Wednesday, June 28, 2006

Unseen Neighbors by Thomas L. Doughton

by JimP
The following are three short excerpts from an excellent monograph written by Thomas L. Doughton called Unseen Neighbors: Native Americans of Central Massachusetts, A People Who Had "Vanished"

The monograph can be found as a chapter in a book entitled After King Philip's War: Presence and Persistence in Indian New England (1997 - University Press of New England - Colin G. Calloway, Editor)
Acquiring real estate in the Washakamaug Pond area of Framingham, near a site of Native American occupation, an earlier town resident, Thomas Eames, "found everything as the Indians had left them." The fields nearby were "ready for the plow, from previous cultivation by the squaws," with "meadows…ready for the scythe." Scattered about were "fresh signs of savage life," including wigwam poles, heaps of firestones, open granaries . . ."

At Long Pond, for example, there were remains of an "Indian fort," a circular earthen work, covering an acre and a half, ditch in front of it, enclosed by a wall some four feet high, a raised mound at its center. Several "cellar holes" were built into the embankment.

The history of Sudbury describes another twelve comparable Native habitation sites, quoting the nineteenth-century owner of one of these locations: "I have plowed over seven or eight collections of paving stones that were discolored by fire, that I suppose were the hearthstones of Indian wigwams."
The main gist of the research Mr. Doughton completed was in establishing that Native people didn't vanish from Central Massachusetts as so many scholars from the past have written, but that they are and always have been living right in our very communities. It is a terrific piece of scholarship.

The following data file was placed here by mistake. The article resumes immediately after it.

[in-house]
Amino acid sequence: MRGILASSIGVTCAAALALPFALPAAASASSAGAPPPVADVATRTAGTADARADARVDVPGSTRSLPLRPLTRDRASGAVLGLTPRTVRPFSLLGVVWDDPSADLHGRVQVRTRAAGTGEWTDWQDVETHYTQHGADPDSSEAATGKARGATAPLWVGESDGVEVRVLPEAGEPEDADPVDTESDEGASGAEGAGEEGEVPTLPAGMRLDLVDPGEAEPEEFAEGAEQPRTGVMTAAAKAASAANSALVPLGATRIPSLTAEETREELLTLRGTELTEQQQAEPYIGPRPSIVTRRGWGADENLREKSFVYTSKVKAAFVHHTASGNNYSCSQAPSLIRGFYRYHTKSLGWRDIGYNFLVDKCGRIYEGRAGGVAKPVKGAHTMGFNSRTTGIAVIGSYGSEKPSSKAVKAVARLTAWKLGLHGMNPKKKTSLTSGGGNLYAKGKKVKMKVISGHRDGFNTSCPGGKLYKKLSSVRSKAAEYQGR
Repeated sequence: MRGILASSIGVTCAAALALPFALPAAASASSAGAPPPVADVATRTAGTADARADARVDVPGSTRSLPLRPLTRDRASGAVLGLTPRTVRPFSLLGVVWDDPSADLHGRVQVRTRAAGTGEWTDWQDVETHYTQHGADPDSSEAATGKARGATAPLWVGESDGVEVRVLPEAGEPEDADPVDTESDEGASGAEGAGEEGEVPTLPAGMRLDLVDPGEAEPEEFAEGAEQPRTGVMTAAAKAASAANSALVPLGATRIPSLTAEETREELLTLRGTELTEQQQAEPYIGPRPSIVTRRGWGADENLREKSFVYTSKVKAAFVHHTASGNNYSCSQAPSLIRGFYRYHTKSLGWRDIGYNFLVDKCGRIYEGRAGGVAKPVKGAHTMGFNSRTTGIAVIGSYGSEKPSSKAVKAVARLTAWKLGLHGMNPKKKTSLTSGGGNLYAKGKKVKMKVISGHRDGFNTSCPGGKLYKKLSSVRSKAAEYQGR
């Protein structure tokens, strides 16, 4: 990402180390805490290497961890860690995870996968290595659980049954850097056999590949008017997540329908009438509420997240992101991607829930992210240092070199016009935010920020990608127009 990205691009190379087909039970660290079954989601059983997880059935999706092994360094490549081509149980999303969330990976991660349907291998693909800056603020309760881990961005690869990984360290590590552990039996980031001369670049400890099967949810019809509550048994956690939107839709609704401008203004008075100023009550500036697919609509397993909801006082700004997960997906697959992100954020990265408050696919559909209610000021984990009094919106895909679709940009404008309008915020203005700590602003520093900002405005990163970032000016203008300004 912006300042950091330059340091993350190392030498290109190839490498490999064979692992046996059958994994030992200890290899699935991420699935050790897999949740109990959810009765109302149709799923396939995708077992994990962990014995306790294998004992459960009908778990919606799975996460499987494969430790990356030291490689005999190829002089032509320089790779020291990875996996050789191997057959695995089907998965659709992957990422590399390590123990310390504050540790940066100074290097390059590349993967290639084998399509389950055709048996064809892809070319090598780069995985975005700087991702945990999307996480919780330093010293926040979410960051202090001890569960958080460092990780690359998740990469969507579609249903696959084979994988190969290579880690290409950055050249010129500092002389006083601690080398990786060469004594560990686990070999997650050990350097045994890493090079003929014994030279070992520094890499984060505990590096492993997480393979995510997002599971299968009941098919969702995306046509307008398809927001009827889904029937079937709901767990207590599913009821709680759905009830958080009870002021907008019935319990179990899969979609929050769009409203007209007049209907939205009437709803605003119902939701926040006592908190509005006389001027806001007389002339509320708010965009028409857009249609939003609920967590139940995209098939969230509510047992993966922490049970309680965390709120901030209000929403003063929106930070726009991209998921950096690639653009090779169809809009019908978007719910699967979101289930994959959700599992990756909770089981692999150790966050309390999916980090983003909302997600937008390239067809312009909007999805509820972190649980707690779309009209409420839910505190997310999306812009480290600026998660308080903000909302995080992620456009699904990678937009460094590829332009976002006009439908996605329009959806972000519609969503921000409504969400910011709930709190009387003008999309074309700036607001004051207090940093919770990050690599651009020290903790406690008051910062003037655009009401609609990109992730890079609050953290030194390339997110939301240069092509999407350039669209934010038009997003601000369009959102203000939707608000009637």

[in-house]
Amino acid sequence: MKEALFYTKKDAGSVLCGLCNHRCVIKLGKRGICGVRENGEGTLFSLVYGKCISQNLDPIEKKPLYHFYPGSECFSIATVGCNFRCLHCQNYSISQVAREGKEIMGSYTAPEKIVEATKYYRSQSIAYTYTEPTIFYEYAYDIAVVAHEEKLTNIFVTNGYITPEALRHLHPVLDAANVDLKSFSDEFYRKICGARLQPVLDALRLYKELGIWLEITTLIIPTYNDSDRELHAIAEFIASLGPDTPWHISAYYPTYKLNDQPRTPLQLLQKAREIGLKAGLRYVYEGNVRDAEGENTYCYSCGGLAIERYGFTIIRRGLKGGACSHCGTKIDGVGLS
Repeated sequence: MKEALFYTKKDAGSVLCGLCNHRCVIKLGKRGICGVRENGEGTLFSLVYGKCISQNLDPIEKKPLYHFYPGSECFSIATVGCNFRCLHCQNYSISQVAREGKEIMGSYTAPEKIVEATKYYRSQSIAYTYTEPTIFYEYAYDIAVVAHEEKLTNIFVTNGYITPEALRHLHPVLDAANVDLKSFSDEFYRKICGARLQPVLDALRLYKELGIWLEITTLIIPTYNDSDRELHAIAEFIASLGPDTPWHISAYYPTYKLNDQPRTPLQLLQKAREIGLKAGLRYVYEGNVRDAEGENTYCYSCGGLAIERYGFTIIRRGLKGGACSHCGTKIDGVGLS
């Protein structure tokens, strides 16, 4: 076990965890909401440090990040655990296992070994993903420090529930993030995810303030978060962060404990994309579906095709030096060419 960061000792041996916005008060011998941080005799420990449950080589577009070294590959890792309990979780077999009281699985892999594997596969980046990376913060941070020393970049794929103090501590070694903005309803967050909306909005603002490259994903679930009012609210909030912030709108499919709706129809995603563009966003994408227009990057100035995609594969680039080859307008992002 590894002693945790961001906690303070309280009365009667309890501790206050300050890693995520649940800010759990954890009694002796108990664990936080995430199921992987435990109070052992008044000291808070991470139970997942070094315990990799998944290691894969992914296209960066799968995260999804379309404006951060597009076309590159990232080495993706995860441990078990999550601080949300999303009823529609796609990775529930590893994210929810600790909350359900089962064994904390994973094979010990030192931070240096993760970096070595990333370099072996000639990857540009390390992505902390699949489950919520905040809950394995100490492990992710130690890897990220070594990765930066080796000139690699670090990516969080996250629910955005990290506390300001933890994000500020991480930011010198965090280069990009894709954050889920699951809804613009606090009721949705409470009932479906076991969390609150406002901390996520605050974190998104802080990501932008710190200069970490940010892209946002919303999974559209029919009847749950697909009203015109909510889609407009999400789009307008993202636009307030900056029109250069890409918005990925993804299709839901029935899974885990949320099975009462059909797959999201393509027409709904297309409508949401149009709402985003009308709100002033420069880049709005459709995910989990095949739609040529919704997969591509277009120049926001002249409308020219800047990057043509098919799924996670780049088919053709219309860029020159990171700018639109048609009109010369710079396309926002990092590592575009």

There is much more.

[Click here to read more in a lengthened version of Mr. Doughton's chapter courtesy of Nipmucnet and Mr. Doughton]


Geophile said...

Very interesting. Does anyone know how Mavor and Dix came to the knowledge of "invisible Indians" and the shamanic view of the landscape they evidence in Manitou? Was one of them part native? Or did they have an FFC? They don't say, but it can't have come out of nowhere.

JimP said...

I can only speak for myself and the research I have done. The evidence has always been there -- it's just been scattered across local histories. One had to visit multiple local libraries and town halls to gather all the information. In past times, historians didn't care enough to do the work, and instead relied on 19th century scholars who were particularly biased.

One of the wonderful things about the Pequot Museum Research Library is they're really starting to centralize all that local history information.

Probably the most egregious failure by past historians was how they completely ignored contemporary Native people. It was a prejudice formed by a general concensus that they were not, "real," Indians. It all seems to fall back on Native blood quantum -- and the emphasis once placed on finding, "full-blooded Indians."

Luckily, we are progressing as a society and recognizing that it is not blood quantum that determines one's heritage and culture. Historians are now going to modern Native communities, attending Powows, and getting the story from Native people themselves.

Then there is the phenomenal work of Native historians, such as the terrific people who operate Hobbamock's (Wampanoag) Homesite at Plimoth Plantation, as well as all the work of the Mashatucket Pequots with their Museum and Research Center, and many other band and tribal historic preservation offices too numerous to mention.

All the evidence has always been there. It simply took unbiased and diligent researchers to find it. Until the last few decades, those have been very hard to come by.

JimP said...

I have a few moments and I want to expound a bit.

If you study many 19th century texts about Indians, there are many contradictions. There was a romanticized view of a, "noble race of savages," that had long since, "vanished." At the same time, the texts talk of, "roving bands of gypsies," who are, "dirty, drunken vagabonds." There are also accounts of Indians who owned property, held common Euroamerican occupations, became great scholars, and contributed to Euroamerican society.

It is clear that Native people have existed all along from all sources - especially when looking over local vital, probate, court, and military records.

But the 19th century historians did not recognize them as Native people. Instead, they were placed into categories -- some were assimilated into Euroamerican society, others remained poverty-stricken bands of vagabonds.

Their blood was no longer considered, "pure Indian," and so the, "noble savage of the forest," in their minds, had disappeared into extinction. The extinction of the, "Indian race," was integral to the pictures they painted of the creation of America.